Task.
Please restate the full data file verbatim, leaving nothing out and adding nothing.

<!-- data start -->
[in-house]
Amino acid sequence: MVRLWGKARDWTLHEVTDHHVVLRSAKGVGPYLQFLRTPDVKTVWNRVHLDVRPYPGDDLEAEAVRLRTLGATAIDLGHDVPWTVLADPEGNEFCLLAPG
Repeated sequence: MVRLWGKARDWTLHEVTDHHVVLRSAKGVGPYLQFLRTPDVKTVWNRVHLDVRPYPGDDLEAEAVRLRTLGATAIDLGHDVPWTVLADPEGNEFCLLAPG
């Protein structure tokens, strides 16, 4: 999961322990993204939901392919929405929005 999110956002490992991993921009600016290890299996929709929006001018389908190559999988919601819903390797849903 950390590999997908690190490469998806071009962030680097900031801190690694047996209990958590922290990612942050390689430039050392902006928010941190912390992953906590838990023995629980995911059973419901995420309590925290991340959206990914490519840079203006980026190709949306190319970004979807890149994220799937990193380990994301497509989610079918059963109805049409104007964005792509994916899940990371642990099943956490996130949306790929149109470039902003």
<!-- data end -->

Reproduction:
[in-house]
Amino acid sequence: MVRLWGKARDWTLHEVTDHHVVLRSAKGVGPYLQFLRTPDVKTVWNRVHLDVRPYPGDDLEAEAVRLRTLGATAIDLGHDVPWTVLADPEGNEFCLLAPG
Repeated sequence: MVRLWGKARDWTLHEVTDHHVVLRSAKGVGPYLQFLRTPDVKTVWNRVHLDVRPYPGDDLEAEAVRLRTLGATAIDLGHDVPWTVLADPEGNEFCLLAPG
């Protein structure tokens, strides 16, 4: 999961322990993204939901392919929405929005 999110956002490992991993921009600016290890299996929709929006001018389908190559999988919601819903390797849903 950390590999997908690190490469998806071009962030680097900031801190690694047996209990958590922290990612942050390689430039050392902006928010941190912390992953906590838990023995629980995911059973419901995420309590925290991340959206990914490519840079203006980026190709949306190319970004979807890149994220799937990193380990994301497509989610079918059963109805049409104007964005792509994916899940990371642990099943956490996130949306790929149109470039902003």